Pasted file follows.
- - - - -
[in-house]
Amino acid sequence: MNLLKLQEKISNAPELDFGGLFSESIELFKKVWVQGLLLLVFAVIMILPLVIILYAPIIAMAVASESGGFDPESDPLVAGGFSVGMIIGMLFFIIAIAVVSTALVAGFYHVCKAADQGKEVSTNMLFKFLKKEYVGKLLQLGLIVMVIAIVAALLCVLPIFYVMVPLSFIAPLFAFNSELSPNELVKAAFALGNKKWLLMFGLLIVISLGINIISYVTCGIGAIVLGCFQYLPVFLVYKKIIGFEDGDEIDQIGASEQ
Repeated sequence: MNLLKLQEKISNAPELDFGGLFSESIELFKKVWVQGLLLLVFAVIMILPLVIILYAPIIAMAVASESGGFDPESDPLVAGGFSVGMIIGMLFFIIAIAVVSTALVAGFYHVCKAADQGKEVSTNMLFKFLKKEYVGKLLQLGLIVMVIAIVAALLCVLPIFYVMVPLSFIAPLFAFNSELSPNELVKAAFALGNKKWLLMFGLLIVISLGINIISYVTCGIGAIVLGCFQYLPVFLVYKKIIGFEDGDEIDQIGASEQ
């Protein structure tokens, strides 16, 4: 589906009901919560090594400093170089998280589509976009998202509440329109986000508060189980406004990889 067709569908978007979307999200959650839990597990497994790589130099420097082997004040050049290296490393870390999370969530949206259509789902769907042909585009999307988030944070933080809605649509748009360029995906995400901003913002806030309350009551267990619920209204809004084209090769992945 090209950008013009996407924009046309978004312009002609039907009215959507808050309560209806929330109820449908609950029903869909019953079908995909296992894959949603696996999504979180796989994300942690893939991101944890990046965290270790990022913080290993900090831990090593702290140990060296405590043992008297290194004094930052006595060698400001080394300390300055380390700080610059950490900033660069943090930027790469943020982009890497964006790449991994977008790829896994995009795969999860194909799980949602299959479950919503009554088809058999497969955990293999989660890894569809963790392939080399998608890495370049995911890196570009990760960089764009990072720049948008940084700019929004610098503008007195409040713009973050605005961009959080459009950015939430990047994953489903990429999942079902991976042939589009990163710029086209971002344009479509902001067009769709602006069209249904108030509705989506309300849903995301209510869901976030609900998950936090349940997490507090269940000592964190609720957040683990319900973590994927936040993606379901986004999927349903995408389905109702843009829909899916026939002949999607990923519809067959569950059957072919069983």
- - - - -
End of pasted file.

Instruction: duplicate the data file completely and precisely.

[in-house]
Amino acid sequence: MNLLKLQEKISNAPELDFGGLFSESIELFKKVWVQGLLLLVFAVIMILPLVIILYAPIIAMAVASESGGFDPESDPLVAGGFSVGMIIGMLFFIIAIAVVSTALVAGFYHVCKAADQGKEVSTNMLFKFLKKEYVGKLLQLGLIVMVIAIVAALLCVLPIFYVMVPLSFIAPLFAFNSELSPNELVKAAFALGNKKWLLMFGLLIVISLGINIISYVTCGIGAIVLGCFQYLPVFLVYKKIIGFEDGDEIDQIGASEQ
Repeated sequence: MNLLKLQEKISNAPELDFGGLFSESIELFKKVWVQGLLLLVFAVIMILPLVIILYAPIIAMAVASESGGFDPESDPLVAGGFSVGMIIGMLFFIIAIAVVSTALVAGFYHVCKAADQGKEVSTNMLFKFLKKEYVGKLLQLGLIVMVIAIVAALLCVLPIFYVMVPLSFIAPLFAFNSELSPNELVKAAFALGNKKWLLMFGLLIVISLGINIISYVTCGIGAIVLGCFQYLPVFLVYKKIIGFEDGDEIDQIGASEQ
């Protein structure tokens, strides 16, 4: 589906009901919560090594400093170089998280589509976009998202509440329109986000508060189980406004990889 067709569908978007979307999200959650839990597990497994790589130099420097082997004040050049290296490393870390999370969530949206259509789902769907042909585009999307988030944070933080809605649509748009360029995906995400901003913002806030309350009551267990619920209204809004084209090769992945 090209950008013009996407924009046309978004312009002609039907009215959507808050309560209806929330109820449908609950029903869909019953079908995909296992894959949603696996999504979180796989994300942690893939991101944890990046965290270790990022913080290993900090831990090593702290140990060296405590043992008297290194004094930052006595060698400001080394300390300055380390700080610059950490900033660069943090930027790469943020982009890497964006790449991994977008790829896994995009795969999860194909799980949602299959479950919503009554088809058999497969955990293999989660890894569809963790392939080399998608890495370049995911890196570009990760960089764009990072720049948008940084700019929004610098503008007195409040713009973050605005961009959080459009950015939430990047994953489903990429999942079902991976042939589009990163710029086209971002344009479509902001067009769709602006069209249904108030509705989506309300849903995301209510869901976030609900998950936090349940997490507090269940000592964190609720957040683990319900973590994927936040993606379901986004999927349903995408389905109702843009829909899916026939002949999607990923519809067959569950059957072919069983």